Customize your JAMA Network experience by selecting one or more topics from the list below.
A 70-year-old man visited the emergency department with a 3-day history of right upper quadrant pain. He was febrile (temperature, 37.6°C) and his white blood cell count was 19 × 103/μL. His abdomen was soft and tender at the right upper quadrant with a positive Murphy sign.
He had a history of splenectomy for hereditary spherocytosis at age 40 years and a history of upper gastrointestinal tract bleeding from a gastric ulcer 7 years prior to admission. He had a gallstone disease for the last 12 years. The abdominal ultrasonographic scan showed acute cholecystitis with gallbladder wall thickening and pericholecystic fluid collection, and chest radiography revealed a mass of the right lower lobe (Figure 1). The patient underwent a cholecystectomy and had an eventful postoperative recovery. He was then referred to the chest physicians and had further investigation with a biopsy guided by magnetic resonance imaging (Figure 2) and computed tomography. Unfortunately, the histopathologic examination results of the biopsy specimen were inconclusive; thus, the patient underwent a right thoracotomy.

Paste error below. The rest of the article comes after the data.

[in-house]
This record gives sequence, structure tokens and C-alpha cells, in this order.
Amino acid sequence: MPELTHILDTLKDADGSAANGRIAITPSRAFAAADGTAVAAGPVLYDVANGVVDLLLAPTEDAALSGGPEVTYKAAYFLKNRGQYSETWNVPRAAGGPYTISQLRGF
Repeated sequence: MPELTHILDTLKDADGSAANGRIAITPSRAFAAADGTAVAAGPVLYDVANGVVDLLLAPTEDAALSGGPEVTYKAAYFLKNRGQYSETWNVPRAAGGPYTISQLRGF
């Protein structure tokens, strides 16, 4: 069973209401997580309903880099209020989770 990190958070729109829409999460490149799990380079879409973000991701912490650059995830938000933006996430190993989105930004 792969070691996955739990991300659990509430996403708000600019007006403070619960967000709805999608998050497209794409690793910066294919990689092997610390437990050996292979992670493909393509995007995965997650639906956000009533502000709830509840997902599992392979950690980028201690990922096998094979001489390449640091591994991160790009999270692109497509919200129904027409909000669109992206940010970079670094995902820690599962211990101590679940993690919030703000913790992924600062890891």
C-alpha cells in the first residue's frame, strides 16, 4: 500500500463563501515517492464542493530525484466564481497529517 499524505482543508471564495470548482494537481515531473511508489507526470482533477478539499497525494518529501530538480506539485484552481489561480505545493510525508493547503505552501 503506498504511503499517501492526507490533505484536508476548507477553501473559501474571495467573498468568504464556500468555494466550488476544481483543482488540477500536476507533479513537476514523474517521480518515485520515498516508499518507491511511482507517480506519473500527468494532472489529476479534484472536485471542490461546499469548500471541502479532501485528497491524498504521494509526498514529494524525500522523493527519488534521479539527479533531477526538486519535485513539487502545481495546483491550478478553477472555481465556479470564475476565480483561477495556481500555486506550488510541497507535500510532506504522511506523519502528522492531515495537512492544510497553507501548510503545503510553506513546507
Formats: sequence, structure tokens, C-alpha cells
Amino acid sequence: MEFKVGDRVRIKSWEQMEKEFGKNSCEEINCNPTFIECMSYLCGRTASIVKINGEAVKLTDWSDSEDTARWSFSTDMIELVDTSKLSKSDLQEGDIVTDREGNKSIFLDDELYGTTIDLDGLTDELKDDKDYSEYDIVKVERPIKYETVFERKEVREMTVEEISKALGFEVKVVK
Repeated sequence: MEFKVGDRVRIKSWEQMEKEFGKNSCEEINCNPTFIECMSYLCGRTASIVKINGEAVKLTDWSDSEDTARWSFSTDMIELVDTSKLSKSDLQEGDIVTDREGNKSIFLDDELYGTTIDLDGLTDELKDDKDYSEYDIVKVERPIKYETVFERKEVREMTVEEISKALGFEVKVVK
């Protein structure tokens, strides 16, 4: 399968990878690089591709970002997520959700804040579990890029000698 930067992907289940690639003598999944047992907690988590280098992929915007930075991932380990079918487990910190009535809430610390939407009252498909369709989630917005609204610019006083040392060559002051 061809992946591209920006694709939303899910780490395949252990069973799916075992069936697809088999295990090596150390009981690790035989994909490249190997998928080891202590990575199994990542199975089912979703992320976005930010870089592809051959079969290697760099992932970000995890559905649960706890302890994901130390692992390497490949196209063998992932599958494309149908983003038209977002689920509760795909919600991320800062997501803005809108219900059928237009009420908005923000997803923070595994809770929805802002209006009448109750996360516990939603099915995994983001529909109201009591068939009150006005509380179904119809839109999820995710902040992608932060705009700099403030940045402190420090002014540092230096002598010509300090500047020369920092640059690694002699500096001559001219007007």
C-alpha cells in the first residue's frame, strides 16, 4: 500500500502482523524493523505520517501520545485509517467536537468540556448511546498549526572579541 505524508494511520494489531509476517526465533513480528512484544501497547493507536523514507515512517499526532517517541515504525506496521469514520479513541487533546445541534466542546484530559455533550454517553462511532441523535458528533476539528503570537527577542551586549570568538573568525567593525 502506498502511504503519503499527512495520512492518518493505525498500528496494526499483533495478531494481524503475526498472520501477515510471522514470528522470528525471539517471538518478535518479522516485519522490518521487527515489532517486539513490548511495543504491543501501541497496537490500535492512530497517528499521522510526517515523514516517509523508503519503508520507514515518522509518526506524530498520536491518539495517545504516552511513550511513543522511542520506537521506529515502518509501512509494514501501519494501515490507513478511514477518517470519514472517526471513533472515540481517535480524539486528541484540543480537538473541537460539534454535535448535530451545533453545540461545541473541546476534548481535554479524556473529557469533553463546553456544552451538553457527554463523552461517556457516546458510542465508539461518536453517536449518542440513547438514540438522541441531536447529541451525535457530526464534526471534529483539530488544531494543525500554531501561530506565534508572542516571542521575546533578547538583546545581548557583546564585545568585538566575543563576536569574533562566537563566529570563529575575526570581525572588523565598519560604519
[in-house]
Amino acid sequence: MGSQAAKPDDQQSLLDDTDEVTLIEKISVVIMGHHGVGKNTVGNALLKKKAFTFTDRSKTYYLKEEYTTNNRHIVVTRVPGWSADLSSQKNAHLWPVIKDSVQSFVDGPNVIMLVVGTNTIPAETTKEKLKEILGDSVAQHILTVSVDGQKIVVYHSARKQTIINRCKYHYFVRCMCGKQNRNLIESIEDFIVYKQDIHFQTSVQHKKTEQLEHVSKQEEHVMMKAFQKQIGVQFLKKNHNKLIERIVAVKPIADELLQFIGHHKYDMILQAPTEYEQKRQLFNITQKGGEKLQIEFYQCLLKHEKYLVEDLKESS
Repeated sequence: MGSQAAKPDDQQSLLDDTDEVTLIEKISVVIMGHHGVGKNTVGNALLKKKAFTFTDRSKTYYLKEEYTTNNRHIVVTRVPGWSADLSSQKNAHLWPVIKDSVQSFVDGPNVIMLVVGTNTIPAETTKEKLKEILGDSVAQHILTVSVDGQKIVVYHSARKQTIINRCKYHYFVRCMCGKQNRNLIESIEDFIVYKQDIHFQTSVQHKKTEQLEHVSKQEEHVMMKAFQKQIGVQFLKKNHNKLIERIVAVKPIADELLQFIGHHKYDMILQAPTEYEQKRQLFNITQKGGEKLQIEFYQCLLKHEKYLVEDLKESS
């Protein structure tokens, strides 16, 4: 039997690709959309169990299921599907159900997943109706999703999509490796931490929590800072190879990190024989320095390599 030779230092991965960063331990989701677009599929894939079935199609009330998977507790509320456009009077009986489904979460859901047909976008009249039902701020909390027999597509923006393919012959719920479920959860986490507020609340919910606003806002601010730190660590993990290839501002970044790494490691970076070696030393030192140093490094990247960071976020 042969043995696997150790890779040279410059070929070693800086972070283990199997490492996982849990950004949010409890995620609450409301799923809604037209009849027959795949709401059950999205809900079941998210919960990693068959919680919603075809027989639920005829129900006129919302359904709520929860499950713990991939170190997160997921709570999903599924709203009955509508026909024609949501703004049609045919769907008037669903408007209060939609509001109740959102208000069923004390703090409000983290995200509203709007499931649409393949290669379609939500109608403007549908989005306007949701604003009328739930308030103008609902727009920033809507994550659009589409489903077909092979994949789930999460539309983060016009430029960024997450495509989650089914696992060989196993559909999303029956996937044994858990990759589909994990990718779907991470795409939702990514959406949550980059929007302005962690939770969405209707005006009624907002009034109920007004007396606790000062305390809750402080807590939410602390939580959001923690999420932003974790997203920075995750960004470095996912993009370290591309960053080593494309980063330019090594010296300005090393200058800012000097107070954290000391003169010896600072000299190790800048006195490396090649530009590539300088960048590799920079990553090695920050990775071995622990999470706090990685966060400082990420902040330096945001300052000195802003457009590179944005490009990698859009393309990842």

An erect chest radiograph shows a shadowing of the right lower lobe in continuation with the shade of the heart.
A magnetic resonance image shows a paravertebral mass of the thoracic spine.
What Is the Diagnosis?
A. Metastatic malignant disease
C. Extramedullary hemopoiesis
Stavrothanasopoulou A, Germanos S, Xipolitos A, et al. Image of the Month—Quiz Case. Arch Surg. 2008;143(12):1231. doi:10.1001/archsurg.143.12.1231
Coronavirus Resource Center